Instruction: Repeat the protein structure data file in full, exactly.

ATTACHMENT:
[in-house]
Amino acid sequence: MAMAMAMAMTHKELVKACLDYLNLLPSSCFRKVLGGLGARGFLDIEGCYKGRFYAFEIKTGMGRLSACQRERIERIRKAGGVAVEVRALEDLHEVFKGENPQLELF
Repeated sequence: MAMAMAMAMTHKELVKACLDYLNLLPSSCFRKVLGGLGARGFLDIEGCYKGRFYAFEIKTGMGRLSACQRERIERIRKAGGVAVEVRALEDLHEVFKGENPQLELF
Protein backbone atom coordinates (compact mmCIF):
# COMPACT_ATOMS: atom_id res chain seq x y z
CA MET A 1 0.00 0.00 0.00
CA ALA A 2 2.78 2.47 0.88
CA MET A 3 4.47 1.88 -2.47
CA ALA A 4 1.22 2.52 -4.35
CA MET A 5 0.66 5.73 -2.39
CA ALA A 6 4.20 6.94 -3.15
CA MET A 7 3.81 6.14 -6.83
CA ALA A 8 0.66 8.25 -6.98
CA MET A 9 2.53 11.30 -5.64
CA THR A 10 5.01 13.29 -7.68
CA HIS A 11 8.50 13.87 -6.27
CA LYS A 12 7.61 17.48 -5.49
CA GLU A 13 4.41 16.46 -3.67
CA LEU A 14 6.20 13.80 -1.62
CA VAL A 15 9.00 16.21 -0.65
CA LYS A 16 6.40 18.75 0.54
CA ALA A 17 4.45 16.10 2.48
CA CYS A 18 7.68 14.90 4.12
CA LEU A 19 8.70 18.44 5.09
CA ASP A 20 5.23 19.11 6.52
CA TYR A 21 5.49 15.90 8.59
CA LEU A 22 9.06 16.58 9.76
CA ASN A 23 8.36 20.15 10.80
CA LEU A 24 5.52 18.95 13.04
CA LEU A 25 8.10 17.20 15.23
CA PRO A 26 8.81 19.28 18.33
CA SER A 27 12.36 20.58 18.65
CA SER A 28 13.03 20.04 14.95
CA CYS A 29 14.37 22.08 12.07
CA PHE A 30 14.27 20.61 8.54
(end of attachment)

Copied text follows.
[in-house]
Amino acid sequence: MAMAMAMAMTHKELVKACLDYLNLLPSSCFRKVLGGLGARGFLDIEGCYKGRFYAFEIKTGMGRLSACQRERIERIRKAGGVAVEVRALEDLHEVFKGENPQLELF
Repeated sequence: MAMAMAMAMTHKELVKACLDYLNLLPSSCFRKVLGGLGARGFLDIEGCYKGRFYAFEIKTGMGRLSACQRERIERIRKAGGVAVEVRALEDLHEVFKGENPQLELF
Protein backbone atom coordinates (compact mmCIF):
# COMPACT_ATOMS: atom_id res chain seq x y z
CA MET A 1 0.00 0.00 0.00
CA ALA A 2 2.78 2.47 0.88
CA MET A 3 4.47 1.88 -2.47
CA ALA A 4 1.22 2.52 -4.35
CA MET A 5 0.66 5.73 -2.39
CA ALA A 6 4.20 6.94 -3.15
CA MET A 7 3.81 6.14 -6.83
CA ALA A 8 0.66 8.25 -6.98
CA MET A 9 2.53 11.30 -5.64
CA THR A 10 5.01 13.29 -7.68
CA HIS A 11 8.50 13.87 -6.27
CA LYS A 12 7.61 17.48 -5.49
CA GLU A 13 4.41 16.46 -3.67
CA LEU A 14 6.20 13.80 -1.62
CA VAL A 15 9.00 16.21 -0.65
CA LYS A 16 6.40 18.75 0.54
CA ALA A 17 4.45 16.10 2.48
CA CYS A 18 7.68 14.90 4.12
CA LEU A 19 8.70 18.44 5.09
CA ASP A 20 5.23 19.11 6.52
CA TYR A 21 5.49 15.90 8.59
CA LEU A 22 9.06 16.58 9.76
CA ASN A 23 8.36 20.15 10.80
CA LEU A 24 5.52 18.95 13.04
CA LEU A 25 8.10 17.20 15.23
CA PRO A 26 8.81 19.28 18.33
CA SER A 27 12.36 20.58 18.65
CA SER A 28 13.03 20.04 14.95
CA CYS A 29 14.37 22.08 12.07
CA PHE A 30 14.27 20.61 8.54